Washington, D.C. — The Short Span Steel Bridge Alliance (SSSBA) published the results of extensive research on the development and experimental testing of an innovative bridge system designed by members of the organization and several partners. “Development and Experimental Testing of Press-Brake-Formed Steel Tub Girders (PBTG) for Short Span Bridge Applications” was compiled by Karl Barth, Ph.D., the Jack H. Samples Distinguished Professor of Structural Engineering – Civil and Environmental Engineering at West Virginia University; and former research assistant Greg Michaelson, Ph.D., P.E., now Assistant Professor of Civil Engineering at Marshall University.
“Development and Experimental Testing of Press-Brake-Formed Steel Tub Girders for Short Span Bridge Applications” consists of five volumes that are available for free download at
- Volume I – “Development and Feasibility Assessment of Shallow Press-Brake-Formed Steel Tub Girders for Short Span Bridge Applications”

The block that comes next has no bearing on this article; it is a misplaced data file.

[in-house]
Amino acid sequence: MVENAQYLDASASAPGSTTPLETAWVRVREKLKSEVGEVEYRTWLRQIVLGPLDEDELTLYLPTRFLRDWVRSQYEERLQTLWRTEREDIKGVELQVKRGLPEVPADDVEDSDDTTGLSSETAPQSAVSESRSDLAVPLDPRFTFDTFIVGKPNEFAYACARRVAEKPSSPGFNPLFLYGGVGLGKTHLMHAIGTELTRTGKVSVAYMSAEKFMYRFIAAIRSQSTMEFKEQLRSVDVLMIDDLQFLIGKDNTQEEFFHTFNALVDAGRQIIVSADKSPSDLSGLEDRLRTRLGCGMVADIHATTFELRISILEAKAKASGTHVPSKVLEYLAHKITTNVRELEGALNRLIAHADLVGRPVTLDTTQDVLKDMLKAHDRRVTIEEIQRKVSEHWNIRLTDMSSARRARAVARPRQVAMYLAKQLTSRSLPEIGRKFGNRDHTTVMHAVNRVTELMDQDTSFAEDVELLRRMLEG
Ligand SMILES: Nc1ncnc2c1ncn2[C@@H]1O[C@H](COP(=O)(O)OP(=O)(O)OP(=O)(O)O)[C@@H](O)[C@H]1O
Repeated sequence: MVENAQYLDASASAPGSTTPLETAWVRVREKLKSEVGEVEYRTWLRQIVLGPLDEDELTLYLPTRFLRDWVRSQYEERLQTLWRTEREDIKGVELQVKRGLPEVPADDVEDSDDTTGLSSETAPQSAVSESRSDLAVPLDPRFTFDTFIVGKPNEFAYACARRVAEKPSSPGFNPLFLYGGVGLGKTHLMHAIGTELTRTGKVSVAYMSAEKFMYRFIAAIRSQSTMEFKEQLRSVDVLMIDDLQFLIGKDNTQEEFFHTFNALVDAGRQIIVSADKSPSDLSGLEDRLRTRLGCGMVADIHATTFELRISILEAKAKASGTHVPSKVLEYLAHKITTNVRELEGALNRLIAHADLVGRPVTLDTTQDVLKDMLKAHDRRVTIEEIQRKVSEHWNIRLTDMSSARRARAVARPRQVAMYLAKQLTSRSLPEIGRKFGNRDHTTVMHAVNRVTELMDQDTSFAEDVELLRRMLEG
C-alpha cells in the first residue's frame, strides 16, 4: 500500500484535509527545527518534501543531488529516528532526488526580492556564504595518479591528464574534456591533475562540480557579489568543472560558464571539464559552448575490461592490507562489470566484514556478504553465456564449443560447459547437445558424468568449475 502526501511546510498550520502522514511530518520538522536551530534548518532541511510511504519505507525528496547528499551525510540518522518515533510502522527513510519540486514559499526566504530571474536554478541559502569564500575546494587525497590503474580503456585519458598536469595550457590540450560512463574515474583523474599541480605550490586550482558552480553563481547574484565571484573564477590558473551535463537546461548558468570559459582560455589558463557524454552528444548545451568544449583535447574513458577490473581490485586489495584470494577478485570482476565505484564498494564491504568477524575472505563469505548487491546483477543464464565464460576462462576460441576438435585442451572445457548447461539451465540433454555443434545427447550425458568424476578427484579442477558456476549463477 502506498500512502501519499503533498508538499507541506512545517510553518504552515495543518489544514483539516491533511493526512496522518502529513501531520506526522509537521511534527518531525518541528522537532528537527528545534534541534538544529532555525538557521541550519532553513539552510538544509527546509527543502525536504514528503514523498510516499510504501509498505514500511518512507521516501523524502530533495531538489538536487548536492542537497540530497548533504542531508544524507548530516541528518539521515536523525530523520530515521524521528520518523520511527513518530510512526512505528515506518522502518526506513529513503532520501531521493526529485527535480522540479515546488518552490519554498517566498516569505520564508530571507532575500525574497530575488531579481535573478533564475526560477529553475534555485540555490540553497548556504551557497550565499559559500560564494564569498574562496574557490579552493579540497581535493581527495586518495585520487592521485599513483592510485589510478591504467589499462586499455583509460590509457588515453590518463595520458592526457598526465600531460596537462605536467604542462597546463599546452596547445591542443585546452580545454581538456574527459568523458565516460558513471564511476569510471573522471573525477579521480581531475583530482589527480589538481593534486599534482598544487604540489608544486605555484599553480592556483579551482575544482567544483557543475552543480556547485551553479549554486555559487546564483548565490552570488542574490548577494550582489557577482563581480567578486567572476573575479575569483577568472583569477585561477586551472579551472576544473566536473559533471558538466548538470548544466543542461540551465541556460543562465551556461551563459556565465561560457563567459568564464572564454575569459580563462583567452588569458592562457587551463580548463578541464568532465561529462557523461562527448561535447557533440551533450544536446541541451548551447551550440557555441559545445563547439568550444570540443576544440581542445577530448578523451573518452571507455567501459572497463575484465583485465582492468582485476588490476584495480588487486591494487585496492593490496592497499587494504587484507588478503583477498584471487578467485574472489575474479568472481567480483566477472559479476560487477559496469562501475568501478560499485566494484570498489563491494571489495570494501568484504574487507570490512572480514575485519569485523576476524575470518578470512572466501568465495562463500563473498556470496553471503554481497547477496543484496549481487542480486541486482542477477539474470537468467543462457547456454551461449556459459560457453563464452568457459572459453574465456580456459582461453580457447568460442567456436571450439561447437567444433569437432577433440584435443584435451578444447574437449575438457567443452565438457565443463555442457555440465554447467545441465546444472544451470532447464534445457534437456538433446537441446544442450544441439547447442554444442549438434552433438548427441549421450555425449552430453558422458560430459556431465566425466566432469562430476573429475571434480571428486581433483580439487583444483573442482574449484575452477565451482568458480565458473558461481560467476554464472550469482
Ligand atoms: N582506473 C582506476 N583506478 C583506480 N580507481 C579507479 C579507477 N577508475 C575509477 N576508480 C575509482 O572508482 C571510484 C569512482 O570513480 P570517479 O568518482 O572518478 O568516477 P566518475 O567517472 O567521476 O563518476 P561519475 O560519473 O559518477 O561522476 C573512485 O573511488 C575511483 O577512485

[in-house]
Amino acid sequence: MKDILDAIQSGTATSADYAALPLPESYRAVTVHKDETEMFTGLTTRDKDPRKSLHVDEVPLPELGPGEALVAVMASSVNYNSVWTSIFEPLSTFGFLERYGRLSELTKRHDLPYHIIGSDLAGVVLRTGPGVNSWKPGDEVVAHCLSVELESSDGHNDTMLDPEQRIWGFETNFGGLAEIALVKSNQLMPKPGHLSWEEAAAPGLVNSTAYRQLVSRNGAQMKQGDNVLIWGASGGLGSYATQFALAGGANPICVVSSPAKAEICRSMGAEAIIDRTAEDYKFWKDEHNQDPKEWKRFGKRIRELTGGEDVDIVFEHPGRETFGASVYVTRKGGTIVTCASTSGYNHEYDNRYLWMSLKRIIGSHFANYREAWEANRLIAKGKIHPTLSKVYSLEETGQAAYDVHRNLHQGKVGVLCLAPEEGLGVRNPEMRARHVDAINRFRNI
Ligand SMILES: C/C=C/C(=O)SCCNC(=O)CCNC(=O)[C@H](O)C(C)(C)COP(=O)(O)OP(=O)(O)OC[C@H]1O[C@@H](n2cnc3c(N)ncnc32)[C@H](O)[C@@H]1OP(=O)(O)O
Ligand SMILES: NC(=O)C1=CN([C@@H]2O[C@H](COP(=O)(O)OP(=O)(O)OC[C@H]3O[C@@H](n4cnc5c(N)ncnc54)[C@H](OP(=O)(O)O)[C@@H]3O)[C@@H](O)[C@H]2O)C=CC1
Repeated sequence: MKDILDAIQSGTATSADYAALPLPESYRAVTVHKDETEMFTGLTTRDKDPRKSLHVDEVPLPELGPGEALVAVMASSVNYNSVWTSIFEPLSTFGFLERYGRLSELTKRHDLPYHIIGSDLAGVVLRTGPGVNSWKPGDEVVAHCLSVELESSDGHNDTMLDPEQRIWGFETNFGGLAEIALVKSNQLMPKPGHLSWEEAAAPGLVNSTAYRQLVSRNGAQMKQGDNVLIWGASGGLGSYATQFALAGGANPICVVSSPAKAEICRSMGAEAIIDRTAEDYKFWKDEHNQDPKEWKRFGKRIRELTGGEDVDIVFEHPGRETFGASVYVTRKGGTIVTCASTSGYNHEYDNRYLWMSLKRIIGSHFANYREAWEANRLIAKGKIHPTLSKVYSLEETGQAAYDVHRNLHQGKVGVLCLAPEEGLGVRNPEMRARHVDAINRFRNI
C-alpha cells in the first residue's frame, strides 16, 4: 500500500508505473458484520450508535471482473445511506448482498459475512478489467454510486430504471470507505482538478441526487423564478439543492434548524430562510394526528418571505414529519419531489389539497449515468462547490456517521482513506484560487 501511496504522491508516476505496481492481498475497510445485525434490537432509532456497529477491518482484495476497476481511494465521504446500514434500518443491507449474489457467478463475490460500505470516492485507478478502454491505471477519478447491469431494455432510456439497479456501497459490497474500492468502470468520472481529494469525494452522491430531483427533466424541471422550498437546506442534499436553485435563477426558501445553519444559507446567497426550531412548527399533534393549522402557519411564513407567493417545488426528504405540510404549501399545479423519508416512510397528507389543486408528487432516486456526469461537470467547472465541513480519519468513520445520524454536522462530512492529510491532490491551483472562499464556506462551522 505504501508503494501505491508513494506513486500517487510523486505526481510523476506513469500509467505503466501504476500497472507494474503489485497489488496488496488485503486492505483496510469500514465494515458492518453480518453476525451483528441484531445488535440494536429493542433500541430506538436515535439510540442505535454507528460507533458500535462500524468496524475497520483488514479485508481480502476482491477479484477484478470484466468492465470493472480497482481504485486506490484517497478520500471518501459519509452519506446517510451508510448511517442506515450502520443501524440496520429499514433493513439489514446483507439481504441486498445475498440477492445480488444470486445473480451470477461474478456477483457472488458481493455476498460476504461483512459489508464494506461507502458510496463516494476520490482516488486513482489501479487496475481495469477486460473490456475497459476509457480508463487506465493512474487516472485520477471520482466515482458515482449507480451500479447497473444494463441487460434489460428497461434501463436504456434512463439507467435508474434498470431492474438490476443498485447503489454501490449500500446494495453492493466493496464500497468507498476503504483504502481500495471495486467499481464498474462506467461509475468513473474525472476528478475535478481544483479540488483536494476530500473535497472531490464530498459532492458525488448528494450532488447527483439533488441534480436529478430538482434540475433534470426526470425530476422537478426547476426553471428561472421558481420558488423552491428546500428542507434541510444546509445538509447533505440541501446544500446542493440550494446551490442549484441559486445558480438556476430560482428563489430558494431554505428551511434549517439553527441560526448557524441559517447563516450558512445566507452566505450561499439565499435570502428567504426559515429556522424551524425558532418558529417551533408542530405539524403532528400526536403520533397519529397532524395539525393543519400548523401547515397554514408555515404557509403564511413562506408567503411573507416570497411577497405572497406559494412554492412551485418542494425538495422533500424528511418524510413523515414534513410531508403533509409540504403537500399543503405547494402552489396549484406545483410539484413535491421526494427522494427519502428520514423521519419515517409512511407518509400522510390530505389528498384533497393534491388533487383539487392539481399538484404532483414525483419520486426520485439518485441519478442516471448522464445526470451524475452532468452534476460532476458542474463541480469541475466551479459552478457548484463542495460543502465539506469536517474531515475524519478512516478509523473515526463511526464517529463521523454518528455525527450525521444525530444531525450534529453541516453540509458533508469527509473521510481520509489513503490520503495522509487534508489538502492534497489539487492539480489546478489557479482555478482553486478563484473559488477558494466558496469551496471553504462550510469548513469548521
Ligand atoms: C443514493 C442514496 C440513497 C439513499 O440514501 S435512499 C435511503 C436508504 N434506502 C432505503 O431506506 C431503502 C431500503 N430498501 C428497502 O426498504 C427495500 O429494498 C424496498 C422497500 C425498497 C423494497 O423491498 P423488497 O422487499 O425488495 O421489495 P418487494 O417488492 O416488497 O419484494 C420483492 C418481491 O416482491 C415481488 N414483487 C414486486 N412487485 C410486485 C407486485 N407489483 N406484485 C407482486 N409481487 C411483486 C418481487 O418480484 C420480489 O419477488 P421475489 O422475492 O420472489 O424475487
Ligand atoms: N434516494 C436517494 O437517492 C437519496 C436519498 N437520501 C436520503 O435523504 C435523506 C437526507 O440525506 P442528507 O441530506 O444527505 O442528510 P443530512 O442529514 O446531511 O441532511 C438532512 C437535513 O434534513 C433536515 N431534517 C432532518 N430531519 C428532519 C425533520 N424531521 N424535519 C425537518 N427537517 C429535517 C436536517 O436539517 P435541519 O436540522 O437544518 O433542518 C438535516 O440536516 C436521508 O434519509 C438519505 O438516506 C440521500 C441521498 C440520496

- Volume II – “Experimental Evaluation of Non-Composite Shallow Press-Brake-Formed Steel Tub Girders”
- Volume III – “Evaluation of Modular Press-Brake-Formed Tub Girders With UHPC Joints”
- Volume IV – “Field Performance Assessment of Press-Brake-Formed Steel Tub Girder Superstructures”
- Volume V – “Fatigue Performance of Uncoated and Galvanized Composite Press-Brake-Formed Tub Girders”
“Press-brake-formed steel tub girder bridges are an excellent solution for replacing structures with spans of up to 60 feet because they are cost-effective, remain in service for up to 100 years with proper maintenance, and can be installed in less time than some other types of bridges, minimizing traffic delays,” said Rich Tavoletti, director of the Short Span Steel Bridge Alliance. “These and other benefits are generating interest from bridge owners, engineers and other design professionals who are looking for solutions to their own bridge infrastructure challenges. We published the research to answer many of their questions and are making it easily accessible for wider distribution. We anticipate PBTG bridges will become a common solution for federal, state and local jurisdictions that need to replace many bridges quickly and economically.”